Extending SfePy to encompass FEVA - Finite Element Vibration Analysis 
On Thursday, 21 March 2013 15:38:09 UTC+5:30, Robert Cimrman wrote: >
Of course, if there is anybody else willing to try getting paid by Google for work on SfePy, do not hesitate and let us know.
On 03/20/2013 11:19 AM, Ankit Mahato wrote:
Awesome. :) :)
I am currently working on something. Will be posting here soon :)
On Wednesday, March 20, 2013 2:11:04 PM UTC+5:30, Robert Cimrman wrote:
SfePy is now listed among teams at . The dates and deadlines are at the bottom of .
On 03/19/2013 12:17 PM, Ankit Mahato wrote:
Here is the full text version of the Ideas as Robert requested:
# 1 Parallelization
I went through the mailing list wherein it has been mentioned that SfePy can support multicore via numpy/scipy multicore support, but compute cluster support is not available which requires knowledge of MPI. So we can add computing cluster support where jobs need to communicate with each other and exploit the high performance computing in order to make it scalable. In Python it can be done using mpi4py module.
# 2 Pre-processing and Post-Processing combined with SfePy
One of the reason why people use proprietary software is their ease to use. We can build complete simulation platform with powerful frontend for pre-processing to analysis to post-processing. This will include the script support wherein people can write scripts to post process the data on the platform itself. Also it will be made modular so as to make it extensible. We can look into integrating it with CAD packages like PythonCAD or built our own pre-processor or postprocessor using powerful GUI toolkit to provide the complete simulation solution.
# 3 incorporating coupled equations for phase changing materials
Incorporating Phase changing material simulation which has never been done in any simulation software package before. Since it is my research area I will develop its model based on various research paper and my own research and encorporate it into SfePy. Regards, Ankit Mahato
On Tuesday, 19 March 2013 16:32:22 UTC+5:30, Robert Cimrman wrote:
we are trying to sign up under the PSF umbrella for this year's Google Summer of Code because of an e-mail from Ankit Mahato, who expressed interest to help developing SfePy as his GSoC project this summer.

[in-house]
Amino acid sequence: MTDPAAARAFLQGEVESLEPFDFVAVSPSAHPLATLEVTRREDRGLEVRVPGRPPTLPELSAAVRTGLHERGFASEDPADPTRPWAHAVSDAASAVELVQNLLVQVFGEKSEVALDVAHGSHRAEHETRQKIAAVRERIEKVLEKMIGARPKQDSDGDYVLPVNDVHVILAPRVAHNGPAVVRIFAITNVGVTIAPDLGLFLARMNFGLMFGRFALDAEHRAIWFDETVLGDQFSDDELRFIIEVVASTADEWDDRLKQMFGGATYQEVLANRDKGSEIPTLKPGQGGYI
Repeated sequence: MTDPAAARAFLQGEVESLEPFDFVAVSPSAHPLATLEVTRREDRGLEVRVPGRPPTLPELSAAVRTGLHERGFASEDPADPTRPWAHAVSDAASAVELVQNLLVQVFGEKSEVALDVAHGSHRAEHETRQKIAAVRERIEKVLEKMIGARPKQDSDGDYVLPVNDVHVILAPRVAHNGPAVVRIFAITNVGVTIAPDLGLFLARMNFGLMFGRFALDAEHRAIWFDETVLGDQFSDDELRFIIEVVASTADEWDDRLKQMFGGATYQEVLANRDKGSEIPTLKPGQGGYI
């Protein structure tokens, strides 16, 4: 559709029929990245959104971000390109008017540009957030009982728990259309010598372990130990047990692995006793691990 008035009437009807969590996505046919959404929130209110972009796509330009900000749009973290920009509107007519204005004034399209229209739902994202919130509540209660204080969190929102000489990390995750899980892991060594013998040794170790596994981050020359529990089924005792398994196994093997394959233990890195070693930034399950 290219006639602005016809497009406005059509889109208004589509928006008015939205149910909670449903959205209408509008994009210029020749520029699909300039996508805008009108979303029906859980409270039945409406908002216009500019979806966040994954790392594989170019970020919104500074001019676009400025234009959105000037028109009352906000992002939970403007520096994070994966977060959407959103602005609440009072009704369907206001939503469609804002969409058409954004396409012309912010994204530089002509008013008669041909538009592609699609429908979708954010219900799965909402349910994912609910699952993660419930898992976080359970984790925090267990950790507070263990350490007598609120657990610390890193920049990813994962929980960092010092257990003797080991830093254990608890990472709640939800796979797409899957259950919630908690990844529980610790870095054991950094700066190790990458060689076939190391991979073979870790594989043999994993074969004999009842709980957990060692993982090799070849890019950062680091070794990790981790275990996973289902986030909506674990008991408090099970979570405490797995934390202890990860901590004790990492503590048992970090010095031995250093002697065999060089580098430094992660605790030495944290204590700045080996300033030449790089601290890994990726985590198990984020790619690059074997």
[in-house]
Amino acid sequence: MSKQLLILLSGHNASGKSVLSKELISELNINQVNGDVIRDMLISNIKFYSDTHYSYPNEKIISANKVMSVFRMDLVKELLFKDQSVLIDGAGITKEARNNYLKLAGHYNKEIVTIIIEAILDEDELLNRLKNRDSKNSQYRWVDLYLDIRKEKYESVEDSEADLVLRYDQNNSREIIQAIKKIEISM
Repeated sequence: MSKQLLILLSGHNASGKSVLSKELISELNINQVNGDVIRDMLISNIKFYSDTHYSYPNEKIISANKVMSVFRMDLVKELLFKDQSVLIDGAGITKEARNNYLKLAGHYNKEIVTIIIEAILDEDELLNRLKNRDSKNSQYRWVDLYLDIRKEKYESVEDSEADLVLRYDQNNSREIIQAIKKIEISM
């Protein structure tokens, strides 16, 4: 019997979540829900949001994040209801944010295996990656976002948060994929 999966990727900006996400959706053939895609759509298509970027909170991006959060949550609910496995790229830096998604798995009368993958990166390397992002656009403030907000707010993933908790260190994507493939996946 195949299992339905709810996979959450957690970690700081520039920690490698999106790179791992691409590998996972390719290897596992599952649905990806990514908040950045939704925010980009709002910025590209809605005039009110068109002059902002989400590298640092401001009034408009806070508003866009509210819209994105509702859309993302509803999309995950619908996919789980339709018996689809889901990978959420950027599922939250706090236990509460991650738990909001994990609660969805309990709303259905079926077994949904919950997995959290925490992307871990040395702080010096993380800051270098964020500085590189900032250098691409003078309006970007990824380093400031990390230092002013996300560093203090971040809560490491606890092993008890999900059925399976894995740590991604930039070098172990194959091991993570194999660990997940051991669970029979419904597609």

So let us discuss possible project ideas here. I will post results of the discussion to .
Ankit's ideas are (my summary):
# 1 parallelization - cluster support using mpi4py
# 2 pre- and post-processing GUI frontend
# 3 incorporating phase changing materials (his research area)
Ankit, could you post full text your ideas into this thread? The pdf you sent me does not allow selecting text.
For me, #1 is something that I was planning to do "soon" anyway as I am going to need it for my research work - a help would come really handy, but we will have to think carefully about the implementation. I think I prefer having a parallel layer above the current serial FEM, so that the current code can stay as it is, unaware that it runs in parallel. I am not sure yet how difficult it is going to be, but it won't be trivial.
# 2 would be nice, but IMHO it is not so important as having a solid
and reasonably fast FEM core.
# 3 would IMHO be the most useful for Ankit, and a nice addition to
modelling capabilities of SfePy.
Other possible topics can be found in our issues list ("enhancement" label).
IMHO it would be good to prospective student(s) to try tackling some of the issues listed below to get acquainted with SfePy code before the GSoC starts:
# 196 Document properly term evaluation modes and
# 195 describe how to add Neumann BC in a diffusion example and
tutorial (tutorial part done by Alec)
# 167 improve gallery page
# 164 Python 3 compatibility
# 154 automatic testing of terms
# 140 test schroedinger.py
# 133 Provide examples for SfePy Terms
Implementing the other enhancements would be, of course, also very useful, but those IMHO too difficult for someone trying to learn the code. They are certainly quite difficult for me, as they are not done yet =:) (shell elements!)